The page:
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[Xmca-l] Re: "Mediation" as Error Correction



Hi David,

Well, we can ask direct and indirect with respect to what?  The sign
systems, in this case, are what is being 'directly' corrected.  The
indirect, is that which the sign systems are about.  So, a good situation
in which to learn appropriate grammar for this phrase is one in which
ambiguity and confusion is induced in the receiver of such a message,
thereby allowing for a contextualised and situated understanding of the
meaning.  For students who are comfortable with talking about notation
itself, however, perhaps you can do both, but I still think it merits
pointing to the real meanings.

>From the encyclopaedia of social behavioural sciences:

Actiity Theory and Errors

Activity theorists define errors as the non attainment of an activity goal.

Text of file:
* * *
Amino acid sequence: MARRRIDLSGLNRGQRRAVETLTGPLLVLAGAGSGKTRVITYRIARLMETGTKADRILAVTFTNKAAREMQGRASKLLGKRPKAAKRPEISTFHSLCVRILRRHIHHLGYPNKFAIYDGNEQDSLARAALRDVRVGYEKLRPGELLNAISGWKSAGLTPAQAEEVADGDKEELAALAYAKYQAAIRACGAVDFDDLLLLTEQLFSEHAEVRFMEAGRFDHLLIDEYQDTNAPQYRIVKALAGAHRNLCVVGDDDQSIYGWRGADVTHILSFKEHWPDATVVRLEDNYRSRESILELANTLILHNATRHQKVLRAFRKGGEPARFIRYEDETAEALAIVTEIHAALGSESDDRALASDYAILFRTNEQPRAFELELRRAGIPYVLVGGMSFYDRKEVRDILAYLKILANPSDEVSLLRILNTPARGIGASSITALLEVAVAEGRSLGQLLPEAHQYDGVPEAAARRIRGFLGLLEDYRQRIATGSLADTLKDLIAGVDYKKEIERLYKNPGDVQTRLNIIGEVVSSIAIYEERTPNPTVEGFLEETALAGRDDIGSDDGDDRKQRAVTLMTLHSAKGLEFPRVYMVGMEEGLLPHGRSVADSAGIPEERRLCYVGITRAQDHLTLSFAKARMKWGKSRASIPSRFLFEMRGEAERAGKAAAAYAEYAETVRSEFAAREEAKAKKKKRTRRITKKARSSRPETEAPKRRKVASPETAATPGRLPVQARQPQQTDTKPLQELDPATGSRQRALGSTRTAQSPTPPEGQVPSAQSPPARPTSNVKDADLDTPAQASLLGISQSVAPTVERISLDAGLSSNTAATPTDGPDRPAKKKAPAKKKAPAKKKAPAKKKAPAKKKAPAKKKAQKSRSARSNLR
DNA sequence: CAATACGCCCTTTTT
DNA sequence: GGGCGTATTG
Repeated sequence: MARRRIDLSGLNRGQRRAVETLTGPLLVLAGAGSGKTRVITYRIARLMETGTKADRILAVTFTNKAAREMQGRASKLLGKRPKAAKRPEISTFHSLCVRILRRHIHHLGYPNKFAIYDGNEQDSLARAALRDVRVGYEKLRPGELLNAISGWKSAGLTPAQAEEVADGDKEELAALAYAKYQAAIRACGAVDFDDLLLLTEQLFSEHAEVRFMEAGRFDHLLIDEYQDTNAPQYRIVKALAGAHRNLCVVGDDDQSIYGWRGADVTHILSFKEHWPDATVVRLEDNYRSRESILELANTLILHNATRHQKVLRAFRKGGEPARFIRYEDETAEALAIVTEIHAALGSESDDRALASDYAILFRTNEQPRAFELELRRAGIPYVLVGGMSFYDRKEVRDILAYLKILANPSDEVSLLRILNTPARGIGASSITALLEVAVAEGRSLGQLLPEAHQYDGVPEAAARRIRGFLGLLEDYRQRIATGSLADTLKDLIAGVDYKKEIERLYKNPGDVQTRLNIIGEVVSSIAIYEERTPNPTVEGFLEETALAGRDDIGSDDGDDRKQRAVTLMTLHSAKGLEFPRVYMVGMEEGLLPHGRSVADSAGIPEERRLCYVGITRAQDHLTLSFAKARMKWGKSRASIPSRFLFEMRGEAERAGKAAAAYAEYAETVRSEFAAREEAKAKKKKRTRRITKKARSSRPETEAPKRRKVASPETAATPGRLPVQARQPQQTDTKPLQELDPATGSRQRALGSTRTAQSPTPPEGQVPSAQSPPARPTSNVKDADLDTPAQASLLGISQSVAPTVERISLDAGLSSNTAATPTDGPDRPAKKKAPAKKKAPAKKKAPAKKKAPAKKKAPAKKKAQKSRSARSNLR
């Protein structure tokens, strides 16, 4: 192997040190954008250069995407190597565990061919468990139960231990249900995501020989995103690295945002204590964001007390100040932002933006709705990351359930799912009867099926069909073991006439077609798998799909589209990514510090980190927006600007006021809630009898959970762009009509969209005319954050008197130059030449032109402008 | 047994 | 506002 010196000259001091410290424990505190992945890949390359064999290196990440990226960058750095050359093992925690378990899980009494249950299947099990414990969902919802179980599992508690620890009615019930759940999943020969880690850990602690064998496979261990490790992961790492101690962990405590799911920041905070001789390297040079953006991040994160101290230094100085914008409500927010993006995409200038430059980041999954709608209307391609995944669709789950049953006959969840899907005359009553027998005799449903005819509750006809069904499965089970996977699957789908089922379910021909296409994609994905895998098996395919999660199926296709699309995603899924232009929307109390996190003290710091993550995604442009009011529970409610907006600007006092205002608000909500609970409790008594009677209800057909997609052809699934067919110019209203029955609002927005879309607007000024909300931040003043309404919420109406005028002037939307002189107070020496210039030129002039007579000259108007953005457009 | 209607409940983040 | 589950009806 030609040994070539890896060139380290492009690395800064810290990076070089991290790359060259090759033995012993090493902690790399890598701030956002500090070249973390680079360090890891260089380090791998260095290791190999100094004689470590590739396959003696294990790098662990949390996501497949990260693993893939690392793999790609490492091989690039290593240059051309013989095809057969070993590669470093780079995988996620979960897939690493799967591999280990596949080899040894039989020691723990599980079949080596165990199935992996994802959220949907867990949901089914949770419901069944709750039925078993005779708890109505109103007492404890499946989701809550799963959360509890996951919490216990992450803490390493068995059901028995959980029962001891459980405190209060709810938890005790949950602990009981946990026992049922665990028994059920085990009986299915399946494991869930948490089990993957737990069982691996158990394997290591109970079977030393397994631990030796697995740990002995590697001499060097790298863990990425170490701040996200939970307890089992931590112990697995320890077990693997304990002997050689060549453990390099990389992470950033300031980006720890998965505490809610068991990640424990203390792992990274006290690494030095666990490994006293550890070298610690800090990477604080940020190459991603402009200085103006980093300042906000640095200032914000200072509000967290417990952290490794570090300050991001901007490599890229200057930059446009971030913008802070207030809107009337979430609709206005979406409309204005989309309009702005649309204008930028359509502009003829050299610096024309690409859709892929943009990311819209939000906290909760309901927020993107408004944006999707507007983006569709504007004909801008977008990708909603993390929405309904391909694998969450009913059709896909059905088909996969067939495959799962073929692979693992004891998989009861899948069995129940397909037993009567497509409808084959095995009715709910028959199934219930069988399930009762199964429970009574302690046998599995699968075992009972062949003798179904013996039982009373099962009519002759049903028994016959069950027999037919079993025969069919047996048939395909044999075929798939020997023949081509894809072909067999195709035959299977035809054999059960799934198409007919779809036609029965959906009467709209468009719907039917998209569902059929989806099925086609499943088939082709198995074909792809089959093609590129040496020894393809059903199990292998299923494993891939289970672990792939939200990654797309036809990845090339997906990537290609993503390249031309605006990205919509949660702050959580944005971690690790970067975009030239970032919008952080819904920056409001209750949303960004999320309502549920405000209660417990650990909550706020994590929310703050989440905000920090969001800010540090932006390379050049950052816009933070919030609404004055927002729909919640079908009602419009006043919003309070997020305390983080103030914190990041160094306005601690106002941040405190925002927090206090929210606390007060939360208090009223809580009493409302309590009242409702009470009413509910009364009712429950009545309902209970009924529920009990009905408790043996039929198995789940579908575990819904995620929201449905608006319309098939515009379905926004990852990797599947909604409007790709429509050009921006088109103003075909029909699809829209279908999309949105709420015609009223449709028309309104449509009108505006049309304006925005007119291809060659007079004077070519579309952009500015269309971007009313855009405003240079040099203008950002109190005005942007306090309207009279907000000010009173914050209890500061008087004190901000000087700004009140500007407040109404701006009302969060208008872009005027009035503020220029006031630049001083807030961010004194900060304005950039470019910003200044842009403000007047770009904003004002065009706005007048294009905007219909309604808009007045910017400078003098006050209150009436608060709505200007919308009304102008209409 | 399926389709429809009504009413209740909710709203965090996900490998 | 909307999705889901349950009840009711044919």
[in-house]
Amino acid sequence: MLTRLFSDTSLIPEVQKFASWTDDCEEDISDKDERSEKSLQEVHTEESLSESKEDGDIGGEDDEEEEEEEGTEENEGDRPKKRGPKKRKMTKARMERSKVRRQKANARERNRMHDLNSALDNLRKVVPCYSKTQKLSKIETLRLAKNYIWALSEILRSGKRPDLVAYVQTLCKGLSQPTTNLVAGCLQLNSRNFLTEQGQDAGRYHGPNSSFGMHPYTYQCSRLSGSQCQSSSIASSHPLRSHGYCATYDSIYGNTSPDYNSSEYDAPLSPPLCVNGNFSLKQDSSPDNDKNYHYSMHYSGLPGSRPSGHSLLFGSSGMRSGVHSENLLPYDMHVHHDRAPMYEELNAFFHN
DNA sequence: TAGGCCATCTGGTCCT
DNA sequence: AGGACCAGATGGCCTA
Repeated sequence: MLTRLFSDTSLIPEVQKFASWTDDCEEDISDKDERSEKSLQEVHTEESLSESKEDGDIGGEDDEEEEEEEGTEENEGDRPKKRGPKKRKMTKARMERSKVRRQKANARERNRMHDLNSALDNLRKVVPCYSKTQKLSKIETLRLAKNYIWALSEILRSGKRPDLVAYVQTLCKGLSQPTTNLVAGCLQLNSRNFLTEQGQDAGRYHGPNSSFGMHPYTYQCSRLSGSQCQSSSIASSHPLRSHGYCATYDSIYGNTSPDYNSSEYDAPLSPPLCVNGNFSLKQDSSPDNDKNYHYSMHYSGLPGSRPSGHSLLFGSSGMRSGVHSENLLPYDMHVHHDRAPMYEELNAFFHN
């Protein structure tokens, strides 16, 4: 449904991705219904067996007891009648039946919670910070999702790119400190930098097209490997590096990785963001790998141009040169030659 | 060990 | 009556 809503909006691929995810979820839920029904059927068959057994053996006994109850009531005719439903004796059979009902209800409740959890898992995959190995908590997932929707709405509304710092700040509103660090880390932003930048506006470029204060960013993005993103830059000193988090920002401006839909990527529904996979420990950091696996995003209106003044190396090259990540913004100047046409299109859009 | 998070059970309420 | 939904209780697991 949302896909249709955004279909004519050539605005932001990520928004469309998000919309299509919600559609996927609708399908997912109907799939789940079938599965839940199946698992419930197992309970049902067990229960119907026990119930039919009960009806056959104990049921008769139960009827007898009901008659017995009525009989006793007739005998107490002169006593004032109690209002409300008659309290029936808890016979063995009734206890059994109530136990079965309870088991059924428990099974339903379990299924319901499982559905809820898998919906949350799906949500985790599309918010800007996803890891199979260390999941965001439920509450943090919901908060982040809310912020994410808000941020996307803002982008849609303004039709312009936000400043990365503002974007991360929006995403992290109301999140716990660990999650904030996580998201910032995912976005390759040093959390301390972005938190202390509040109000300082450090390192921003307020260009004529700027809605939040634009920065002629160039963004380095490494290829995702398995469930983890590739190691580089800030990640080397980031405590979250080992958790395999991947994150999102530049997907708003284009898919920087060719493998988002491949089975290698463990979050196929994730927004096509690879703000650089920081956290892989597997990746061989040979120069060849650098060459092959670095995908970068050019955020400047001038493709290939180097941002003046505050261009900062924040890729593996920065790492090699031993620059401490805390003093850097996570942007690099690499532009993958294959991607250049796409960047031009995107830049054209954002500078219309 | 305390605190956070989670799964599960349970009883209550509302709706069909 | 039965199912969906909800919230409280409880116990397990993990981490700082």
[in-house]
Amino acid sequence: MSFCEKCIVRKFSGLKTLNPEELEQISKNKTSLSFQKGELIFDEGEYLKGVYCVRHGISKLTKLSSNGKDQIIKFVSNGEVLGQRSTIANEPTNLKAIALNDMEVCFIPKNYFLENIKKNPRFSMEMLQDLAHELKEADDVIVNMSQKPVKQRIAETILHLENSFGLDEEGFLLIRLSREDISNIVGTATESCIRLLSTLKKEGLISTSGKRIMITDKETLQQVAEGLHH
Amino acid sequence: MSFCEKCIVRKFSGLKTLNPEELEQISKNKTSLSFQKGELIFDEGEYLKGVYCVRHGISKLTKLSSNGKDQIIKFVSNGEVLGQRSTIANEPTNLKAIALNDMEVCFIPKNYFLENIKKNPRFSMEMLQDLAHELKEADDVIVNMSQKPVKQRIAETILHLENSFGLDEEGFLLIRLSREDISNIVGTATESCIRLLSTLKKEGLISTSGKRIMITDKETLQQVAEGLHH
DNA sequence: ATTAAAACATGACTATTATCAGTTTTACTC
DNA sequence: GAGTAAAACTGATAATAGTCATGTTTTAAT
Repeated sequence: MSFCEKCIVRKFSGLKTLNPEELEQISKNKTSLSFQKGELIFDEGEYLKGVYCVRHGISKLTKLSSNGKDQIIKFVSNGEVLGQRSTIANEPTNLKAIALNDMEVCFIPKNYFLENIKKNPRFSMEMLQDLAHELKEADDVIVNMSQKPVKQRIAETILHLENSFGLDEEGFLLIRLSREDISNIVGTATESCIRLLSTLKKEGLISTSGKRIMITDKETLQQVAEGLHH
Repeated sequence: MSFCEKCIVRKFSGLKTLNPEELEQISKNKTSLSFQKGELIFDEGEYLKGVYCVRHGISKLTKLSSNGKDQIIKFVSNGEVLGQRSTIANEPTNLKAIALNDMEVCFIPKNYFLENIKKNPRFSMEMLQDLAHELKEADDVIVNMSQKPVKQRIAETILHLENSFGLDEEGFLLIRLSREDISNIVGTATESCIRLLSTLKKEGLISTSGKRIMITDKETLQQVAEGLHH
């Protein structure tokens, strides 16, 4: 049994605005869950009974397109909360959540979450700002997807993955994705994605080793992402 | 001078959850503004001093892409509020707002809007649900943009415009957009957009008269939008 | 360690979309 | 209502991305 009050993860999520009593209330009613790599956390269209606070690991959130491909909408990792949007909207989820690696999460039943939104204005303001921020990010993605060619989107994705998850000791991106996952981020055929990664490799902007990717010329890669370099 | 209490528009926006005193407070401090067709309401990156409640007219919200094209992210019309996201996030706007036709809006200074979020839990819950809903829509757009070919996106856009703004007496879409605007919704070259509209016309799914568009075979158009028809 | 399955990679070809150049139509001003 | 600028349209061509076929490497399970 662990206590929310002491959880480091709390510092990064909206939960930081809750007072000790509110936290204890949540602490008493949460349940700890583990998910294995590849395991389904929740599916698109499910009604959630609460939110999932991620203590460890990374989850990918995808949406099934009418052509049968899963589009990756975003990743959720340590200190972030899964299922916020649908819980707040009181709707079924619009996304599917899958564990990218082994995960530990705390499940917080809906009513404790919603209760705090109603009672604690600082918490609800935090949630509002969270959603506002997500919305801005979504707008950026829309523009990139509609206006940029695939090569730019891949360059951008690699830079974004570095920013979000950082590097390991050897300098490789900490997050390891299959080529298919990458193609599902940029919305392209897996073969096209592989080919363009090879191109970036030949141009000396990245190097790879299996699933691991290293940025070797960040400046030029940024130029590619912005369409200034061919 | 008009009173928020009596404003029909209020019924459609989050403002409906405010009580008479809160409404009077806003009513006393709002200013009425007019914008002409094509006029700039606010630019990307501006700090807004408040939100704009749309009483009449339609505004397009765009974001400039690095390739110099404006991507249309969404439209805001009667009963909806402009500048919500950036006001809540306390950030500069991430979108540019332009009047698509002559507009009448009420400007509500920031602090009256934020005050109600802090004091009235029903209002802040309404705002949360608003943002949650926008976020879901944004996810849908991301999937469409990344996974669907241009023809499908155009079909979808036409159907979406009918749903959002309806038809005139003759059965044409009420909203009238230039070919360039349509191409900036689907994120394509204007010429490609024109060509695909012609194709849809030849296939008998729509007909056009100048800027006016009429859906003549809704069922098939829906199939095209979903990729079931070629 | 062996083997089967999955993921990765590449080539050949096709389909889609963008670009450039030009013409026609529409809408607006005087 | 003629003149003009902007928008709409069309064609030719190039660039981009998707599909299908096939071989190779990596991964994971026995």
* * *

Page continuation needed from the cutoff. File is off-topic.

The comparison of the activity outcome with the goal determines whether the
goal has been achieved or whether further actions have to be accomplished.
If an unintended outcome occurs, an error will be given. Consequently, a
definition of an error based on Activity Theories integrates three aspects:
(a) errors will only appear in goal-directed actions; (b) an error implies
the nonattainment of the goal; (c) an error should have been potentially
avoidable (Frese and Zapf 1991). Frese and Zapf (1991) developed an error
taxonomy based on a version of Action Theory. This taxonomy and other
comparable ones are inevitable in the examination of causes of errors and
faults as a prerequisite of error prevention. Error prevention became an
inevitable concern in modern technologies, e.g., the control rooms of
nuclear power plants.

Best,
Huw





On 11 February 2016 at 20:24, David Kellogg <dkellogg60@gmail.com> wrote:
>
> I don't think error correction or even "making a student say 'This is a
> book' is always "direct" or "immediate", quite the contrary. Most of the
DA
> sources I am referring to (yes, I am thinking of Lantolf and Poehner)
> distinguish between the highly indirect and the direct. We can lay out a
> kind of cline.
>
> HIGHLY INDIRECT
> a) What did you say?
> b) Did you say a book?
> c) A book?
> d) A book.